NEWPORT NEWS, Va. (WAVY) — As temperatures start to rise and the familiar summer humidity returns to Virginia, Newport News Police will begin implementing a comprehensive, community-centered approach to combat crime.
Crime rates typically spike during summer months. With that in mind, 10 On Your Side is speaking with local police chiefs to see what plans they have in place to proactively address crime.
Newport News Police Chief Steve Drew says the department begins planning for the summer as early as March. In general, the plans involve proactive and reactive responses to crime as well as community engagement elements.
Part of the solution to suppressing violence looks to the next generation for help and guidance.
“Why are we seeing individuals pick up a gun, and shoot at each other? Why is that happening?,” said Chief Drew. “Gun violence, why is that happening?”
He wasn’t posing this question to a group of uniformed officers; he asked a group of high school students this question during a roundtable discussion.
The hope is if teens are engaged in their communities, then they’ll stay out of trouble.
“I think the biggest factor is schools are out,” said Drew. “So there’s more youth that are looking for something to do, looking to get engaged. What do we do? Nobody wants to just sit around and I think sports will take up some of that.”
Keeping the youth engaged and out of trouble, however, isn’t the only task the department is focused on.
“Auto theft is going to be something that we’re going to look at. Social media and neighborhood disputes, we’re going to stay on top of that. We also try to work very closely with our other jurisdictions,” said Drew.
In order to do so, Drew wants to get his officers into the communities they serve and get them as much facetime with residents to build positive relationships.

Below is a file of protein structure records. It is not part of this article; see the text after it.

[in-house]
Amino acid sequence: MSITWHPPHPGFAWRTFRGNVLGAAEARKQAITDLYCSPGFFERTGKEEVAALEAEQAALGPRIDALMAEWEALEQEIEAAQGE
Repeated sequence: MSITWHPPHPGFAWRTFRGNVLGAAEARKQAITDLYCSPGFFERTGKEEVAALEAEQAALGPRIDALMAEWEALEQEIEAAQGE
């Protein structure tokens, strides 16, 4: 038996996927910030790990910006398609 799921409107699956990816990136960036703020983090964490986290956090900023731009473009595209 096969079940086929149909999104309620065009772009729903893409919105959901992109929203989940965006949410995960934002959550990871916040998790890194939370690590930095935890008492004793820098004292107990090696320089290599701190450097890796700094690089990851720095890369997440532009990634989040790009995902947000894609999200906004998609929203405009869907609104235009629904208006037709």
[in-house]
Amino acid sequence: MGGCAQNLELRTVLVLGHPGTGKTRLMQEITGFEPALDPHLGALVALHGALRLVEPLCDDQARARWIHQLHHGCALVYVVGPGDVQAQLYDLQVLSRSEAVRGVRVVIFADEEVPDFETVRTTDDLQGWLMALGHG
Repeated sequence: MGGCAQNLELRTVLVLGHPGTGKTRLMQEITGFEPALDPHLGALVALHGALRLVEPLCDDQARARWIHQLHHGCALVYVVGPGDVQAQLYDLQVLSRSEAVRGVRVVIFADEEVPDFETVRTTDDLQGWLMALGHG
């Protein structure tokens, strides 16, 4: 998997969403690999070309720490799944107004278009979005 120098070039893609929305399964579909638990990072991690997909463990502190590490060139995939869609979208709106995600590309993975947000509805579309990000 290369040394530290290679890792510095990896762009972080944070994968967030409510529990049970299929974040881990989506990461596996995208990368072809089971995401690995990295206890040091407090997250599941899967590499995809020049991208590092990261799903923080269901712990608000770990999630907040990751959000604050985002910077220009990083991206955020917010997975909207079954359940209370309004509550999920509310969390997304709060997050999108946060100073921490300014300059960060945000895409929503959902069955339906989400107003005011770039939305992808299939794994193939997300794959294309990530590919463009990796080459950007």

“That has to be a key element, partnering with our citizens and our neighborhoods as we move into the summer to address crime as best we can before it happens and then respond to it and solve it when we can,” he said.
There are many ways to do that.
“Individuals that work with our narcotics and gang units in the communities, I want to make sure that we’re using our technology,” he said. “I want us interacting in the communities and being seen, being visible. I want residents to know here that they’re going to see some increased patrols in certain neighborhoods in our community. But you’re also going to see walking beats. We’re going to have officers on bicycles.”
There’s also a plan to place school resources officers in the community during the summer.
“I want them to do a balance to work, not only in the communities, but work a lot around activities where youth are going to be at. Things that they’re going to be doing. Areas that they live in. Neighborhoods that we could use some extra enforcement and who better to address issues with youth and young people than our school resource officers who go to school with them and interact with them,” said Drew.
Also part of the plan, an environmental approach to clean up neighborhoods.
“It’s going to have an officer that works with, with our code enforcement unit, works and utilities division, to get some of that bulk trash picked up. To get some of the things that might be laying around, that becomes rat-infested, to move on that stuff quickly,” he said.
All of this is a big undertaking, but he’s not doing it alone.
“Public safety is everyone’s responsibility,” said he.
As the summer starts, Chief Drew wants people in Newport News to remember:
“This police department is going to be engaged this summer. I’m expecting the same thing from our residents in Newport News,” he said.
As far as staffing to accomplish these goals, the department has about 18 vacancies, but they have 27 recruits in an academy class expected to graduate at the end of June.
On Thursday, June 20, 10 On Your Side will have a conversation with Portsmouth Police Chief Renado Prince about how his department is working to take back the community.